• Leah Goggins

joan / joni : ‘nothing is sacred’

“Turning and turning in the widening gyre”—so goes the first line of “The Second Coming,” the Yeats poem from which Joan Didion would pluck the name “Slouching Towards Bethlehem.”

The widening gyre indicates an ending and a beginning but most of all an impending cataclysm. In a 2016 essay with an excruciatingly long title, Graham A. Dampier explains that “in Yeats’s system, the movement of a person’s life, their various reincarnations, and even world history are a continual fluctuation between two opposing conditions: the primary and objective, and the antithetical and subjective.” In Yeats’s own geometric system, the primary and antithetical are represented by two cones, swirling in opposite directions and intersecting. These cones are gyres.

In life, we are all turning and turning in widening gyres, victims of entropy, until we reach the narrow end of the next gyre and begin again. (To explain it in Beatlesian terms: when you get to the bottom, you go back to the top of the slide, where you stop, and you turn, and you go for a ride. Then you get to the bottom and it happens again.) To be clear, it is unknown whether any of us will actually be around when it comes time for a gyre switcheroo. Each gyre is said to last 2,000 years, representing some kind of rise and fall. In the context of “The Second Coming,” think of “that twenty centuries of stony sleep” as the two thousand years before the birth of Christ (“That twenty centuries of stony sleep / Were vexed to nightmare by a rocking cradle”) and think of the “rough beast” that’s finally slouching toward Bethlehem as, you know, the next enormously bad thing that’s going to happen, presumably in the year 2000. Antichrist, anarchy, apocalypse, Dick Cheney, you name it.

All that to say, Yeats was feeling the rumblings of the rough beast in 1919, when humanity was still a ways off from completing its 2,000 year gyratic journey. So you can imagine that nearly 50 years later, when Joan Didion was surveying the Haight-Ashbury from behind her dark glasses, the end felt all the more nigh.

Didion writes a lot about her experience of California in the ‘60s, at a time when there was no narrative to impose, no order to be upheld, no boundaries to respect. “The White Album,” especially, is exclusively about that disorder, and even explicitly about Helter Skelter (the scenario, as Wikipedia clarifies, not the song), which in its own way mirrors Yeats’s fears about how the 20 centuries following Christ’s birth would end.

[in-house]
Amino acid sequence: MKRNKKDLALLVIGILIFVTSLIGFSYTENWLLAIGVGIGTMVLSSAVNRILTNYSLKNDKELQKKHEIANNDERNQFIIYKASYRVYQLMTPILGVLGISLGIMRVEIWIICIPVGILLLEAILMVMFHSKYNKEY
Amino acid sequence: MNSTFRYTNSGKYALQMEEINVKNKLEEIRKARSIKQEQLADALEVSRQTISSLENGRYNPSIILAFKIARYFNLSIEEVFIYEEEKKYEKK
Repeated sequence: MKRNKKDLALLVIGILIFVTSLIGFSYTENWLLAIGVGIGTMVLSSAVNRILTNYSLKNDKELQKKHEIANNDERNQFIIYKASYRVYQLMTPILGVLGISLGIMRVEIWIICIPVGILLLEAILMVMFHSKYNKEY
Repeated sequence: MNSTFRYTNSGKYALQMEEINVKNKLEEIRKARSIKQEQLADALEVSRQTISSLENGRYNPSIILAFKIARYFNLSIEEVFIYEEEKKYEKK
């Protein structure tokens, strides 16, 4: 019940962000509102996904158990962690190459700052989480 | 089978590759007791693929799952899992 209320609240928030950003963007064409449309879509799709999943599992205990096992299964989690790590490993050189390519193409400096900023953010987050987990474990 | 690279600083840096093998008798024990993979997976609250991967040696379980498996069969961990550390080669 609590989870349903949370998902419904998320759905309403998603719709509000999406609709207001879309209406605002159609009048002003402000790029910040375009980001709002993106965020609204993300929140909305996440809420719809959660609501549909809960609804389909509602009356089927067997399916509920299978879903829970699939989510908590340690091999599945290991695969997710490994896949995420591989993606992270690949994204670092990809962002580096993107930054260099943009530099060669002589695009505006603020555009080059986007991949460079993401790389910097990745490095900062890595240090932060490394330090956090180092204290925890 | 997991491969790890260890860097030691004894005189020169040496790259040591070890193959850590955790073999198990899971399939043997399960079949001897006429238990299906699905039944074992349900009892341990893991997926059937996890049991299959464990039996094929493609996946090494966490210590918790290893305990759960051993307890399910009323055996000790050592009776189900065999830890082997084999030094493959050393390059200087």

Not just in “The White Album,” but across several essays, it seems that everything in Didion’s view is decaying. The part of Los Angeles she lived in “had once been expensive and was now described… as a ‘senseless killing neighborhood.’” People are dying. People are showing up unannounced in the middle of her house. A divorce is on the table. In the middle of the room, a kindergartener in white lipstick is tripping on acid. Things are not ideal. It is, to steal from a less relevant Didion essay, as if the whole world can feel the coming of a Santa Ana wind, as if everyone feels heavy under “some unnatural stillness, some tension.”

In the same year as Didion is writing “Slouching Toward Bethlehem” (and about to begin the 10-year labor of “The White Album”), Joni Mitchell is two years into her career, living in Detroit (much to the dismay of CBC presenters) and writing songs the general message of which she described as “just happiness.” So, you know, people experience things differently.

Joni’s contemporaneous writing about hippies is somewhat reverential, not of hippies themselves but of the ideals they touted. In “Woodstock,” obviously, there’s an optimistic humanist mantra in “We are stardust / We are golden / We are 50-year-old carbon / And we’ve got to get ourselves back to the garden.” Joni herself has said she was seen as “queen of the hippies” in what appears to be a lost-to-the-void BBC documentary, but with distance, she’s perhaps a little disillusioned with the age of Age of Aquarius. In a 1991 interview with Stephen Holden of The New York Times, she recounted a then-recent run-in with a hippiedom fanatic.

"I told him, 'Don't be romantic about it—we failed," she recalled. "And he said, 'Well, at least you tried.' And I said, 'But we didn't try hard enough. We didn't learn from history. If any progress is to be made, we must show you how we failed.'”

Her slow realization that nothing much was changing appears in her lyrics, too. On “California,” off Blue: “Reading the news and it sure looks bad / They won't give peace a chance / That was just a dream some of us had.” And on “Come In From the Cold,” which appears alongside “Slouching Towards Bethlehem” on Night Ride Home, she sings about an evolution from thinking “life had some meaning” to “absurdity [coming] over me,” much in the same way Didion writes of her slow realization that there is no meaningful narrative to impose on life.

And in 1994's "Sex Kills," when the Yeatsian apocalypse is all but upon us: "The balance is undone; crazy ions / You can feel it out in traffic / Everyone hates everyone," and "The ulcerated ozone / These tumors of the skin / This hostile sun beating down on / This massive mess we're in." The sun, unmitigated by a threadbare ozone layer, causing those tumors of the skin. The sun, as blank and pitiless as the gaze of a monster, the gaze of a great beast slouching towards Bethlehem to be born.

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